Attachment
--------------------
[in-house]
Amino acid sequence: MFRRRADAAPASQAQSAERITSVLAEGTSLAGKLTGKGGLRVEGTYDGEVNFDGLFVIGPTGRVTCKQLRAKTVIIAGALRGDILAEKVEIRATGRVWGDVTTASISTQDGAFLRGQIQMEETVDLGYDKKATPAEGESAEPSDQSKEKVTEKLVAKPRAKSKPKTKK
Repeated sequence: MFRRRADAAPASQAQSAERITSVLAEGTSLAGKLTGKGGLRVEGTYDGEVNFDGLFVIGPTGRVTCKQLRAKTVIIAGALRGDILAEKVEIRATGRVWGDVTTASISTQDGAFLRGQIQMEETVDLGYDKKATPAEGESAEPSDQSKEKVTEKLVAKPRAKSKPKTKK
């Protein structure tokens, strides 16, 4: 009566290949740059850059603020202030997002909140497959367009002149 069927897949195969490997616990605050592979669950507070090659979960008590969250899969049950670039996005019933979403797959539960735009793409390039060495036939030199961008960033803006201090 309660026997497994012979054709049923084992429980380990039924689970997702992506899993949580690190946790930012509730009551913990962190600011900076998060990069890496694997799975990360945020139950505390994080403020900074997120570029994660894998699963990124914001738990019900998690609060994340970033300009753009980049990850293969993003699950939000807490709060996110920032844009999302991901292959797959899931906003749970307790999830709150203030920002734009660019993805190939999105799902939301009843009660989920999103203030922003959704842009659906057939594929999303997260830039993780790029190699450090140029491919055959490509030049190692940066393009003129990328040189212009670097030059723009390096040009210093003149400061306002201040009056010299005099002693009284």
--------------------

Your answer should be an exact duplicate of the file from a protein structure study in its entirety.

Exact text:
[in-house]
Amino acid sequence: MFRRRADAAPASQAQSAERITSVLAEGTSLAGKLTGKGGLRVEGTYDGEVNFDGLFVIGPTGRVTCKQLRAKTVIIAGALRGDILAEKVEIRATGRVWGDVTTASISTQDGAFLRGQIQMEETVDLGYDKKATPAEGESAEPSDQSKEKVTEKLVAKPRAKSKPKTKK
Repeated sequence: MFRRRADAAPASQAQSAERITSVLAEGTSLAGKLTGKGGLRVEGTYDGEVNFDGLFVIGPTGRVTCKQLRAKTVIIAGALRGDILAEKVEIRATGRVWGDVTTASISTQDGAFLRGQIQMEETVDLGYDKKATPAEGESAEPSDQSKEKVTEKLVAKPRAKSKPKTKK
């Protein structure tokens, strides 16, 4: 009566290949740059850059603020202030997002909140497959367009002149 069927897949195969490997616990605050592979669950507070090659979960008590969250899969049950670039996005019933979403797959539960735009793409390039060495036939030199961008960033803006201090 309660026997497994012979054709049923084992429980380990039924689970997702992506899993949580690190946790930012509730009551913990962190600011900076998060990069890496694997799975990360945020139950505390994080403020900074997120570029994660894998699963990124914001738990019900998690609060994340970033300009753009980049990850293969993003699950939000807490709060996110920032844009999302991901292959797959899931906003749970307790999830709150203030920002734009660019993805190939999105799902939301009843009660989920999103203030922003959704842009659906057939594929999303997260830039993780790029190699450090140029491919055959490509030049190692940066393009003129990328040189212009670097030059723009390096040009210093003149400061306002201040009056010299005099002693009284």